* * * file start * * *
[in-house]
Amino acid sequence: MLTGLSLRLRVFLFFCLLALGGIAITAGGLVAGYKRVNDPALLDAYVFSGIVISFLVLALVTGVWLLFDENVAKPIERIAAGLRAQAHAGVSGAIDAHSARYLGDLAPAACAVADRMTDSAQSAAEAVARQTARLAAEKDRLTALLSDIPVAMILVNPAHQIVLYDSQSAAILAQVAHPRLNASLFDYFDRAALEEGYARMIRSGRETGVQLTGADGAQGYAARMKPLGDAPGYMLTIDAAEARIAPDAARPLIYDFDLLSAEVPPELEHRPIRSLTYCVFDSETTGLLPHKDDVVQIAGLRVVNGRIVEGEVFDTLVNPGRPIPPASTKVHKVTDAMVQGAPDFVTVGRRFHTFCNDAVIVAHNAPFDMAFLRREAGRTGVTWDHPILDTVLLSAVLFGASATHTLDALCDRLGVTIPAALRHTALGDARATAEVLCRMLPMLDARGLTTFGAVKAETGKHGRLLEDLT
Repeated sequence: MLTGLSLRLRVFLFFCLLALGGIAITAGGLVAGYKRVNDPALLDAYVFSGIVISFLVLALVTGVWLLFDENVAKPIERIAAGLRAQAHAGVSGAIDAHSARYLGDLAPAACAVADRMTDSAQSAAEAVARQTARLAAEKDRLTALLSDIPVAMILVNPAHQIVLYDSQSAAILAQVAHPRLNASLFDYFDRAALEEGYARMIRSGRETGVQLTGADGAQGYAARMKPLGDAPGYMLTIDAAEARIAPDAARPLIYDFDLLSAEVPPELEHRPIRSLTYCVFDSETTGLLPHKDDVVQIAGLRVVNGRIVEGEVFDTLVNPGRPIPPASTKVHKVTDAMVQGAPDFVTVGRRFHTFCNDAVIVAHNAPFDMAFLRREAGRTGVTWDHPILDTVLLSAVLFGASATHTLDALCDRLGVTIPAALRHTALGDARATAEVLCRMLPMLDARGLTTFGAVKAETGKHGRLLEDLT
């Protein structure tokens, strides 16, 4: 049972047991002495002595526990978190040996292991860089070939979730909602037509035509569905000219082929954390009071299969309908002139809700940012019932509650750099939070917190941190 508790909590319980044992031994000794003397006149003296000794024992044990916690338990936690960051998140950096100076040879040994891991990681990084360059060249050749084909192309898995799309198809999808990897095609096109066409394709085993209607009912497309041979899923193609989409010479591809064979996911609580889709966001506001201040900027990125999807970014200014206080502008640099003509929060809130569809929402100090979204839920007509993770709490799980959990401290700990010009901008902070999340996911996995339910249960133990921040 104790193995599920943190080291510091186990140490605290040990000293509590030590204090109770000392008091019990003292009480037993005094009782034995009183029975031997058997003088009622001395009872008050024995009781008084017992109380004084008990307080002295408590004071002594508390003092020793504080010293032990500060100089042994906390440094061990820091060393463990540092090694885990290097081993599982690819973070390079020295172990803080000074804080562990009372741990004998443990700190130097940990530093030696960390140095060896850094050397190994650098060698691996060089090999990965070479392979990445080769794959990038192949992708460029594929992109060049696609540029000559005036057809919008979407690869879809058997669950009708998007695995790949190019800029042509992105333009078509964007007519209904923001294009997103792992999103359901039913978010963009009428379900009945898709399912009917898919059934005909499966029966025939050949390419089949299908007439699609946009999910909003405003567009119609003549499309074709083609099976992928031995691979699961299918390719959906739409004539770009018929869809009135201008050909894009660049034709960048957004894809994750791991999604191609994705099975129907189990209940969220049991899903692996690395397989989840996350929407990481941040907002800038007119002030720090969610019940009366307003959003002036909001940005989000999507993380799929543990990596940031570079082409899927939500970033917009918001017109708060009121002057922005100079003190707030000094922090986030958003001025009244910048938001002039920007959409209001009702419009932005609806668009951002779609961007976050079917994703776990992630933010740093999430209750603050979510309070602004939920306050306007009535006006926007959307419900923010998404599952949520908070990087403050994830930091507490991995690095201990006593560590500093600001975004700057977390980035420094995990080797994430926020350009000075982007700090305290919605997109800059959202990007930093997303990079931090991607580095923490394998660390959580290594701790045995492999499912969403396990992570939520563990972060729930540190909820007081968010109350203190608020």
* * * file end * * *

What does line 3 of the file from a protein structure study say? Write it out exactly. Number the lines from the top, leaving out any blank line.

Repeated sequence: MLTGLSLRLRVFLFFCLLALGGIAITAGGLVAGYKRVNDPALLDAYVFSGIVISFLVLALVTGVWLLFDENVAKPIERIAAGLRAQAHAGVSGAIDAHSARYLGDLAPAACAVADRMTDSAQSAAEAVARQTARLAAEKDRLTALLSDIPVAMILVNPAHQIVLYDSQSAAILAQVAHPRLNASLFDYFDRAALEEGYARMIRSGRETGVQLTGADGAQGYAARMKPLGDAPGYMLTIDAAEARIAPDAARPLIYDFDLLSAEVPPELEHRPIRSLTYCVFDSETTGLLPHKDDVVQIAGLRVVNGRIVEGEVFDTLVNPGRPIPPASTKVHKVTDAMVQGAPDFVTVGRRFHTFCNDAVIVAHNAPFDMAFLRREAGRTGVTWDHPILDTVLLSAVLFGASATHTLDALCDRLGVTIPAALRHTALGDARATAEVLCRMLPMLDARGLTTFGAVKAETGKHGRLLEDLT